The Egyptian Initiative for Personal Rights summed up such sentiments in their reaction, saying that the verdict “further reinforces concerns about the alarmingly selective justice system in Egypt, which appears more intent on settling political scores and punishing dissent than establishing justice.” Amr Ali, of the April 6 movement, completed the thought by noting: “This verdict confirms that Mr Sisi is part of Mr Mubarak’s regime.” This view is not exclusive to many Egyptian activists, rights groups, progressives and dissidents; it’s also the way these developments will be generally viewed in Washington and other key Western capitals.

But it’s noteworthy that the demonstrations following Mubarak’s acquittal were tiny compared to those calling for his ouster three years ago, and even smaller still than the overwhelming demonstrations in the summer of 2013 demanding an end to the Muslim Brotherhood presidency of Mohamed Morsi. Estimates generally range in the 1,000-3,000-person tally, with most closer to the lower figure, as opposed to the hundreds of thousands and even millions who took to the streets against Mubarak in 2011 and Morsi in 2013.

It’s very hard to read this reality. Are Egyptians exhausted and, after years of protesting, simply unable to muster yet another street-level rebellion? Are they apathetic and cynical, their once incandescent idealism having dwindled into a faint spark because they’ve seen their efforts time and again result in failure?

Or are Egyptians, instead, largely either supportive of, or neutral about, the new government and disinclined to disrupt it? Is President Abdel-Fattah el-Sisi still enjoying that much of a honeymoon, with people yearning for stability and looking to the government to provide economic improvements and law and order? Is the general public in Egypt according the separation of powers a much greater credibility than the protesters, and therefore declining to blame the entire system or the presidency for the actions of one court? Or are they looking forward rather than backward, and so aren’t particularly worked up about the fate of this decrepit, ailing, 86-year-old former dictator, and are focused instead on what lies ahead for the country?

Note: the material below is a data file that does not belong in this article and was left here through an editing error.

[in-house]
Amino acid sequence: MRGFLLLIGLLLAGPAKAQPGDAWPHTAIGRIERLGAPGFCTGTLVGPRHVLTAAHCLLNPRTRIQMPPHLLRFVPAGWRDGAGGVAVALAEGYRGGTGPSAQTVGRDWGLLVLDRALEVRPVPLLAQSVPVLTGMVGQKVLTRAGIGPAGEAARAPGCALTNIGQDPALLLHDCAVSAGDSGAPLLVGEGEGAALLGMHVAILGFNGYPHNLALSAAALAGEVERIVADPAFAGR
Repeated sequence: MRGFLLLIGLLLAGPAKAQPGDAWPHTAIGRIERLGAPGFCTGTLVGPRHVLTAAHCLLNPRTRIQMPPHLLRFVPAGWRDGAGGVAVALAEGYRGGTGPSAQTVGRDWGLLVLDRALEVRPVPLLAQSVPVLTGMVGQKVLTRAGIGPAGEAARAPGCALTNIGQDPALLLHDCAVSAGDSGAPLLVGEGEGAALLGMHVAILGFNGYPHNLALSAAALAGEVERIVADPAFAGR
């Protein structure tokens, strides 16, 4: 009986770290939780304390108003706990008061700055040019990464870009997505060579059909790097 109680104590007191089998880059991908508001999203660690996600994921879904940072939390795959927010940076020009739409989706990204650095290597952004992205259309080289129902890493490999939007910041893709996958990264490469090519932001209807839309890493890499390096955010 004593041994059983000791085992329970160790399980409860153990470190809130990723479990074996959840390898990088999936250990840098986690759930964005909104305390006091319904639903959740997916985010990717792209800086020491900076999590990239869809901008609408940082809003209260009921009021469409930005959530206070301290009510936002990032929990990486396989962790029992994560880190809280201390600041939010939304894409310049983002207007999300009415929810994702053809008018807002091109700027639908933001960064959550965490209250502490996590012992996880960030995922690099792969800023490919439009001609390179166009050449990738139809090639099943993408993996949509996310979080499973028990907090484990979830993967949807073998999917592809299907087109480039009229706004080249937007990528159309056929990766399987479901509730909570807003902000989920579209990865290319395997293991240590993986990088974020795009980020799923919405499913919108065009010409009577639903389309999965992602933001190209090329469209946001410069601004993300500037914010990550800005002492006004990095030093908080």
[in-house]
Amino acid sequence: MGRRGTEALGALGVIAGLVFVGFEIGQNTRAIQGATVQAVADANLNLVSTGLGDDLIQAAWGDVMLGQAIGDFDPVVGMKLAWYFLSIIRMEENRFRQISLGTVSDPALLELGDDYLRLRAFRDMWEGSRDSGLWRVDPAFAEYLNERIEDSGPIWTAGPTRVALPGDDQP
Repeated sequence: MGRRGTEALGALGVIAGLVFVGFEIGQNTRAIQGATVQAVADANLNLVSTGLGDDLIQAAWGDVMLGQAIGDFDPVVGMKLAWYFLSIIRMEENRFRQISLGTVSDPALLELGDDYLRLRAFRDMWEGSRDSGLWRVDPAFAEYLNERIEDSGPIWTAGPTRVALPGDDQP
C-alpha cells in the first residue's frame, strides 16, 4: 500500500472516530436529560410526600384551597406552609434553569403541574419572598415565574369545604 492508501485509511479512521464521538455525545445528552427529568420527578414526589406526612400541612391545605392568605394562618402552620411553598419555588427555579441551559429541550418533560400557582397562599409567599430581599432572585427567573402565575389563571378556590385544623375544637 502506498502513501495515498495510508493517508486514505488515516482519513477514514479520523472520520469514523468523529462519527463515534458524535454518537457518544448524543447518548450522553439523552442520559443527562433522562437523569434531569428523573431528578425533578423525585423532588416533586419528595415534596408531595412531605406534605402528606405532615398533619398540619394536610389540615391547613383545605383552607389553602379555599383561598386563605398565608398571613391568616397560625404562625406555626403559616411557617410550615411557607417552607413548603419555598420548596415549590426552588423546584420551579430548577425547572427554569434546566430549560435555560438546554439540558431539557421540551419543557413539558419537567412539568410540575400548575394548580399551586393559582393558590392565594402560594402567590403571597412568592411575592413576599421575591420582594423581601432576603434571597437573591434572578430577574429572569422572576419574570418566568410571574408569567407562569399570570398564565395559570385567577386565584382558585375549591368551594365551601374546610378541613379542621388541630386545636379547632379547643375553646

For many observers outside Egypt, the questions laid out in the previous paragraph sound ridiculous. But it’s clear that a significant constituency inside the country would identify with some sentiments along those lines. It’s impossible to tell precisely how large a group that is. But some combination of factors has to explain why a people that have shown themselves perfectly ready to take to the streets to express their outrage in 2011 and again in 2013 would not have responded to the latest calls en masse, but instead allowed the protests against the Mubarak acquittal to be so relatively small.

Is it the economy, stupid?

One reason Egyptians might be defying local and international expectations with their apparent patience for the government, even given actions such as the acquittal of Mubarak which in the past would undoubtedly have been received as an unbearable provocation, is the growing sense that the Egyptian economy is on a sudden and unexpected uptick.

The 2011 rebellion and its aftermath sent the Egyptian economy into a terrifying tailspin and many of the fundamentals remain deeply worrying. Foreign currency reserves are grossly depleted. Budget deficits and national debt are still out of control. Fuel and food subsidies are dragging the economy down at the national level, and chronic unemployment is wrecking the finances of many at the family level. Many observers were on record as doubting that Egypt could possibly move forward at all economically given these challenges, let alone resolve what Stephen Cook in April aptly described as a full-blown “solvency crisis.”

By late October, however, CNBC and other financial news outlets were able to begin seriously and soberly writing about “a surprisingly quick—and in the West, largely unnoticed—recovery.” Sectors such as energy, healthcare, infrastructure and high-tech were all experiencing unexpected expansions. In an astonishing demonstration of investor confidence, patriotic solidarity and social commitment, the Egyptian government was able to finance its $8.5 billion Suez canal expansion project in a mere eight days, mainly through the sale of non-tradable five-year certificates sold to Egyptian citizens at a 12% interest rate.